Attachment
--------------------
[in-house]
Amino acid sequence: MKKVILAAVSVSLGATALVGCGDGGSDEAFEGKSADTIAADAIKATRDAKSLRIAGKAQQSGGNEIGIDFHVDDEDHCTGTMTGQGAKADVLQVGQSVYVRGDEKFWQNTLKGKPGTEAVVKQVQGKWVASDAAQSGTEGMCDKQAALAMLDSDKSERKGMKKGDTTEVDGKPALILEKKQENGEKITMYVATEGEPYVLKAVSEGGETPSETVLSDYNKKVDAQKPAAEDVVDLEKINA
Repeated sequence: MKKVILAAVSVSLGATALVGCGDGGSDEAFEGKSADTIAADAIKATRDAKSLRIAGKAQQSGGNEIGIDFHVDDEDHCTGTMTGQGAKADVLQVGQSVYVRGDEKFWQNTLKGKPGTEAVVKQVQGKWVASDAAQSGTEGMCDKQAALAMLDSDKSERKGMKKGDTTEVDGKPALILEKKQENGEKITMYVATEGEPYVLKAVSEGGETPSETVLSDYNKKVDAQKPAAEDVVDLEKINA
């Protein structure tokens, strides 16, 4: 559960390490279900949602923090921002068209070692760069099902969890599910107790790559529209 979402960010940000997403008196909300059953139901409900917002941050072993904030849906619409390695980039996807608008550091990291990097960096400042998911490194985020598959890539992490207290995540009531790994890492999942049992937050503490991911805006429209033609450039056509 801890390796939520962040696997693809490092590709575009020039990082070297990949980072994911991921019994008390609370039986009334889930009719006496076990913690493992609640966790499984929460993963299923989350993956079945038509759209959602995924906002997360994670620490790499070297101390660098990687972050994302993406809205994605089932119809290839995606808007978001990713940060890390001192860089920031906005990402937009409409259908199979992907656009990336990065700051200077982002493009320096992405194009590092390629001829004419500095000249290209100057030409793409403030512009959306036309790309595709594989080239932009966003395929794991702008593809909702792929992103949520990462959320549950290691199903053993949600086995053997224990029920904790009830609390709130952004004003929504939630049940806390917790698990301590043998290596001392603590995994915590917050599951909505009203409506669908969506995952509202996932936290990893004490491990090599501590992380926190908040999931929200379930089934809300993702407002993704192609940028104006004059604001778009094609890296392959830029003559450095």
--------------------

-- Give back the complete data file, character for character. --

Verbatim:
[in-house]
Amino acid sequence: MKKVILAAVSVSLGATALVGCGDGGSDEAFEGKSADTIAADAIKATRDAKSLRIAGKAQQSGGNEIGIDFHVDDEDHCTGTMTGQGAKADVLQVGQSVYVRGDEKFWQNTLKGKPGTEAVVKQVQGKWVASDAAQSGTEGMCDKQAALAMLDSDKSERKGMKKGDTTEVDGKPALILEKKQENGEKITMYVATEGEPYVLKAVSEGGETPSETVLSDYNKKVDAQKPAAEDVVDLEKINA
Repeated sequence: MKKVILAAVSVSLGATALVGCGDGGSDEAFEGKSADTIAADAIKATRDAKSLRIAGKAQQSGGNEIGIDFHVDDEDHCTGTMTGQGAKADVLQVGQSVYVRGDEKFWQNTLKGKPGTEAVVKQVQGKWVASDAAQSGTEGMCDKQAALAMLDSDKSERKGMKKGDTTEVDGKPALILEKKQENGEKITMYVATEGEPYVLKAVSEGGETPSETVLSDYNKKVDAQKPAAEDVVDLEKINA
């Protein structure tokens, strides 16, 4: 559960390490279900949602923090921002068209070692760069099902969890599910107790790559529209 979402960010940000997403008196909300059953139901409900917002941050072993904030849906619409390695980039996807608008550091990291990097960096400042998911490194985020598959890539992490207290995540009531790994890492999942049992937050503490991911805006429209033609450039056509 801890390796939520962040696997693809490092590709575009020039990082070297990949980072994911991921019994008390609370039986009334889930009719006496076990913690493992609640966790499984929460993963299923989350993956079945038509759209959602995924906002997360994670620490790499070297101390660098990687972050994302993406809205994605089932119809290839995606808007978001990713940060890390001192860089920031906005990402937009409409259908199979992907656009990336990065700051200077982002493009320096992405194009590092390629001829004419500095000249290209100057030409793409403030512009959306036309790309595709594989080239932009966003395929794991702008593809909702792929992103949520990462959320549950290691199903053993949600086995053997224990029920904790009830609390709130952004004003929504939630049940806390917790698990301590043998290596001392603590995994915590917050599951909505009203409506669908969506995952509202996932936290990893004490491990090599501590992380926190908040999931929200379930089934809300993702407002993704192609940028104006004059604001778009094609890296392959830029003559450095």